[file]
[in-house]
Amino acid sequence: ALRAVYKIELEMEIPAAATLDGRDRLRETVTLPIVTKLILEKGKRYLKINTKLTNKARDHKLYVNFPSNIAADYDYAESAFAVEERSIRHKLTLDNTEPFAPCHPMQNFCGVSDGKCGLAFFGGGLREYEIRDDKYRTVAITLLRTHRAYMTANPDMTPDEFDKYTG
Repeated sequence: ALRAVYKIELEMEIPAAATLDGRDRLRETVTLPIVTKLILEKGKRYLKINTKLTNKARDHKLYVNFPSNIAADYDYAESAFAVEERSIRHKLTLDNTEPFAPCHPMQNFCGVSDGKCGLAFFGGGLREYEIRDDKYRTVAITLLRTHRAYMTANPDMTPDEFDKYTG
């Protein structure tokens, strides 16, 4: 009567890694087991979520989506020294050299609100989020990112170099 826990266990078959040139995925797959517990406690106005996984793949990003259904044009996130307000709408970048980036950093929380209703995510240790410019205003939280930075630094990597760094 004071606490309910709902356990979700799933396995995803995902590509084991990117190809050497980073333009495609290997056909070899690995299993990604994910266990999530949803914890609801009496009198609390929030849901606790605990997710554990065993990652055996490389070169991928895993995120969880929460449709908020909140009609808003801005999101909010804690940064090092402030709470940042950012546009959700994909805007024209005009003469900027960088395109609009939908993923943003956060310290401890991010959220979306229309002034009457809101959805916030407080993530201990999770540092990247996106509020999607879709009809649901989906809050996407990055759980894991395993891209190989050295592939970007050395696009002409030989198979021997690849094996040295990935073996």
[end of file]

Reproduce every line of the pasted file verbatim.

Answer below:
[in-house]
Amino acid sequence: ALRAVYKIELEMEIPAAATLDGRDRLRETVTLPIVTKLILEKGKRYLKINTKLTNKARDHKLYVNFPSNIAADYDYAESAFAVEERSIRHKLTLDNTEPFAPCHPMQNFCGVSDGKCGLAFFGGGLREYEIRDDKYRTVAITLLRTHRAYMTANPDMTPDEFDKYTG
Repeated sequence: ALRAVYKIELEMEIPAAATLDGRDRLRETVTLPIVTKLILEKGKRYLKINTKLTNKARDHKLYVNFPSNIAADYDYAESAFAVEERSIRHKLTLDNTEPFAPCHPMQNFCGVSDGKCGLAFFGGGLREYEIRDDKYRTVAITLLRTHRAYMTANPDMTPDEFDKYTG
């Protein structure tokens, strides 16, 4: 009567890694087991979520989506020294050299609100989020990112170099 826990266990078959040139995925797959517990406690106005996984793949990003259904044009996130307000709408970048980036950093929380209703995510240790410019205003939280930075630094990597760094 004071606490309910709902356990979700799933396995995803995902590509084991990117190809050497980073333009495609290997056909070899690995299993990604994910266990999530949803914890609801009496009198609390929030849901606790605990997710554990065993990652055996490389070169991928895993995120969880929460449709908020909140009609808003801005999101909010804690940064090092402030709470940042950012546009959700994909805007024209005009003469900027960088395109609009939908993923943003956060310290401890991010959220979306229309002034009457809101959805916030407080993530201990999770540092990247996106509020999607879709009809649901989906809050996407990055759980894991395993891209190989050295592939970007050395696009002409030989198979021997690849094996040295990935073996």